"Sometime What You Need Is A Thousand Words"


If tradition doesn't include the ideal of the athletic female physique -
maybe it's time to start a new tradition!

By Bill Dobbins

People tend to have strong feelings and deeply held opinions when it comes to the subject of women's bodies.

Take what happened recently when I delivered some photos to the MUSCLE & FITNESS art department a few years ago.  They were shots of a woman bodybuilder I considered very attractive and the photos seemed to me to be sensuous but not overly erotic.

One art director (male) looked at them and immediately proclaimed, "These women bodybuilders have no sex appeal. They all look like men."  Another art director (female) had a totally different point of view.  "These pictures look like they belong in PENTHOUSE, not MUSCLE & FITNESS!" she declared.

Too sexy?  Not sexy enough?  All I remember is thinking to myself, "I wish these people would make up their frigging minds!"

But you get a lot of that kind of thing when you spend any time around bodybuilding for women.  Very emotional, subjective, deeply held points of view.  For example:

(1)  In the eyes of many men and women, women with muscles---no matter how beautiful, shapely and curvacious they might otherwise be---have ruined their bodies by allowing them to become masculinized.  In their minds, muscles = masculine and women with muscles have therefore disregarded a natural and innate distinction between the genders. Muscle on women is seen as some sort of violation of Natural Law.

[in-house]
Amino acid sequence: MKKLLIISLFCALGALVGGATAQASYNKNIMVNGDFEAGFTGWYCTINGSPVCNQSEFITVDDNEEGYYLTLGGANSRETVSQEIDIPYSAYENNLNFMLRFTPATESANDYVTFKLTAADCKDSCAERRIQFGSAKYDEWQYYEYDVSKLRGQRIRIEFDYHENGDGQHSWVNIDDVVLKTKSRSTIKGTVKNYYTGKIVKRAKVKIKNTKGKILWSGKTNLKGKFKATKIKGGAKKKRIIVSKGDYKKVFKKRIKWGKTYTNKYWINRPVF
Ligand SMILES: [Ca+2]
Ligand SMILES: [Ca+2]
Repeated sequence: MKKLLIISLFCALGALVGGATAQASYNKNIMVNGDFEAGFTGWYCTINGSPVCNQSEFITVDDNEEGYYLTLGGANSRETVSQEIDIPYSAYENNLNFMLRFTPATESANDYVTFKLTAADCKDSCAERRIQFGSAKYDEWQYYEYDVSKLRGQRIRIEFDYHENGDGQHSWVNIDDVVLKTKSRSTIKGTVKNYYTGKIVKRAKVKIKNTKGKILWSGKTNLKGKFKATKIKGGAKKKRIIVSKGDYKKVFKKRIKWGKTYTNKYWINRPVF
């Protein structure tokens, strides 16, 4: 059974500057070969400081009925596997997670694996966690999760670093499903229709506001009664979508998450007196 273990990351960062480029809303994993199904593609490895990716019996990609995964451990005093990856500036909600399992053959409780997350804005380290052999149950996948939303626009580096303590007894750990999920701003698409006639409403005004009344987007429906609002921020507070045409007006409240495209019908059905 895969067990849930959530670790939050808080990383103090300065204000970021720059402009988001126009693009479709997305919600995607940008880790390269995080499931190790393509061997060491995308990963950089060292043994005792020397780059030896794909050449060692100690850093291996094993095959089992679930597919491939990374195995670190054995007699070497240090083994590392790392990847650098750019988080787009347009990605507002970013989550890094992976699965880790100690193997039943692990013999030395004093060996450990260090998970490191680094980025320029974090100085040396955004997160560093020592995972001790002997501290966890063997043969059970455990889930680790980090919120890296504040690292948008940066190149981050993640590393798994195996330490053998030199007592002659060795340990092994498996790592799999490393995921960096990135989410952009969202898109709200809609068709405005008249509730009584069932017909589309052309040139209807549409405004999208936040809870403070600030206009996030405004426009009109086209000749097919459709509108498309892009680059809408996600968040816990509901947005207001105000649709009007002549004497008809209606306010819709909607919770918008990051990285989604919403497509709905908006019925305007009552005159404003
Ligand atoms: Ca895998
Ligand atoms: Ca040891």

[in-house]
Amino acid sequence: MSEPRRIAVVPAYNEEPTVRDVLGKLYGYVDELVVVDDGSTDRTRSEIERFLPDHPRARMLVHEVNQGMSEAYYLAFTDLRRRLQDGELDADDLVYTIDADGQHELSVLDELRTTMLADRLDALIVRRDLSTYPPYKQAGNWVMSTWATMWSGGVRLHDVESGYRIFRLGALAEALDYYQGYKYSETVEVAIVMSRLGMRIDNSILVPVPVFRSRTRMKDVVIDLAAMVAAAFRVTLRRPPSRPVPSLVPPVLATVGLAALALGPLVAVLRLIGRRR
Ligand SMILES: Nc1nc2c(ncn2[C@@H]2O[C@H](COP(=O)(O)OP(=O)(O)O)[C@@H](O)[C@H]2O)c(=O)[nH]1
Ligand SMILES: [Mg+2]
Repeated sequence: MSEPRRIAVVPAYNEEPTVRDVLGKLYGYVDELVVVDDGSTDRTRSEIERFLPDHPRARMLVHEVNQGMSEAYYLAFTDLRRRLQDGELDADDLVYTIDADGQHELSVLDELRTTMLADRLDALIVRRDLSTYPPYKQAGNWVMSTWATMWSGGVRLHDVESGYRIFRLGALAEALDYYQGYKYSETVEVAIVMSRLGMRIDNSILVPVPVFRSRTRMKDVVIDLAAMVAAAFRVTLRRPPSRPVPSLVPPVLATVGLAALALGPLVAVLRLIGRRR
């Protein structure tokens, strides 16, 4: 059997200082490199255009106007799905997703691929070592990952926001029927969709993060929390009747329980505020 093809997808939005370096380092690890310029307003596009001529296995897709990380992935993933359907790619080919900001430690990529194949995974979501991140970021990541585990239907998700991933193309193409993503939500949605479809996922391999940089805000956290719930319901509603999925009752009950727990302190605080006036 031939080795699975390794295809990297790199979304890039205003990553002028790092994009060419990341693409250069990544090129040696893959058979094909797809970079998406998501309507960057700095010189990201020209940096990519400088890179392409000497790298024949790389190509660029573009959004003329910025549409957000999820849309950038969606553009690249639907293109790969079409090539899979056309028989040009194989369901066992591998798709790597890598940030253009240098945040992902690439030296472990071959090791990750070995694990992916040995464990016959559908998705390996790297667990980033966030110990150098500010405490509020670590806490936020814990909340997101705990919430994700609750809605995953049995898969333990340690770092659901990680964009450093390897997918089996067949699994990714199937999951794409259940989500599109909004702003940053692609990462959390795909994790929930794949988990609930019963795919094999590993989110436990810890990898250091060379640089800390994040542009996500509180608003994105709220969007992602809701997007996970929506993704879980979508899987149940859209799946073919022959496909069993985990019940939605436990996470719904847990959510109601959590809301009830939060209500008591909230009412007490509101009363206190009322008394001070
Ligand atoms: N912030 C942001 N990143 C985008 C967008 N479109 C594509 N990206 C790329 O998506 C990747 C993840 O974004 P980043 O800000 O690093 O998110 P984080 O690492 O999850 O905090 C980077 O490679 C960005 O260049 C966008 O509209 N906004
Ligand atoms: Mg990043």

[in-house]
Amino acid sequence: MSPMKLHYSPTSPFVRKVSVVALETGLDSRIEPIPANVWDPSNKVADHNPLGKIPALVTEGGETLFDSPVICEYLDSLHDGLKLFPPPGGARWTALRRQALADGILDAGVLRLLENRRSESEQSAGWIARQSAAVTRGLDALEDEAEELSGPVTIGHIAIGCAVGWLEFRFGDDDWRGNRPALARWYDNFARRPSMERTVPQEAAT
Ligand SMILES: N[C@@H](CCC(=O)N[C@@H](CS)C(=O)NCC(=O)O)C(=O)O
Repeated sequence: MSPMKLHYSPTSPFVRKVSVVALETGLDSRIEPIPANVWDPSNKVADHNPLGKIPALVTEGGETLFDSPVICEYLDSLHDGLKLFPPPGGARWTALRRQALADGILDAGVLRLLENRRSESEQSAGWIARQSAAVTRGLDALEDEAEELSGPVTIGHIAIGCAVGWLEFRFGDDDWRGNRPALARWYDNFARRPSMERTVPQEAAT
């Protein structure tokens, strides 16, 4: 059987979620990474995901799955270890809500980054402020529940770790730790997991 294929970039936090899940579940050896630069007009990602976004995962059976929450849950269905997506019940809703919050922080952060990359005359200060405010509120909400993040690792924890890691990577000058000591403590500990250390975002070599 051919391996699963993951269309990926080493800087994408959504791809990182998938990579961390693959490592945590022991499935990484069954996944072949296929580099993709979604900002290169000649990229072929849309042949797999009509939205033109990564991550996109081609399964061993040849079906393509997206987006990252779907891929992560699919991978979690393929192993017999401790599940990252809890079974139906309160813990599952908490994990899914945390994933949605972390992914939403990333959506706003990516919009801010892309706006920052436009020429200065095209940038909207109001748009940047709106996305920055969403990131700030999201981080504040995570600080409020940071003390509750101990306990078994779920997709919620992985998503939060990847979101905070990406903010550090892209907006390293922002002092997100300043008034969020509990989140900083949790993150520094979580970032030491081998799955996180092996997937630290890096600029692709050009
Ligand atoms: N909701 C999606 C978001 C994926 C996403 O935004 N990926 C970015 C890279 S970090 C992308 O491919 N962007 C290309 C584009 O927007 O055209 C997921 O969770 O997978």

(2)  A lot of men cannot see the female body except in terms of their own specific sexual preferences.  In terms of body type or degree of physical development, if it doesn't turn them on---if they don't want to go to bed with it---they're against it.  The fact that there may be some other standard by which to judge women and their physical attributes never enters into the discussion.

(3)  On the other hand, there are men who have a strong sexual preference for the athletically-developed female physique.  Muscles on women turn them on.  For these individuals, seeing a woman bodybuilder hitting a most-muscular pose is an intense erotic experience.

(4)  While many women admire the female bodybuilding physique, quite a lot of them do not.  Some feel intimidated and threatened by women with a degree of physical development they know they can never achieve.  Others react with the thought, "I'd never want to look like that,"---as if their own self-image and physical aspirations should somehow be used to set the aesthetic standards for all other women, or in the case of bodybuilding for women, an entire sport.

Why this strong and so-often negative reaction to the idea of women with muscles?  Well, as I alluded to above, people tend to have deeply felt and largely irrational beliefs regarding gender identity in general and women's bodies in particular.  And the idea of women with muscles is a relatively new (and, therefore, threatening) concept in our civilization.  As Charles Gaines, author of the PUMPING IRON books, points out, whereas we have an ideal of male athletic muscularity in our culture dating back to the time of the ancient Greeks, during the last thousand years or we've had no comparable ideal for women.  So the idea of the muscularly well-developed male has a long and well-accepted tradition, while the image of the muscular and highly defined female does not.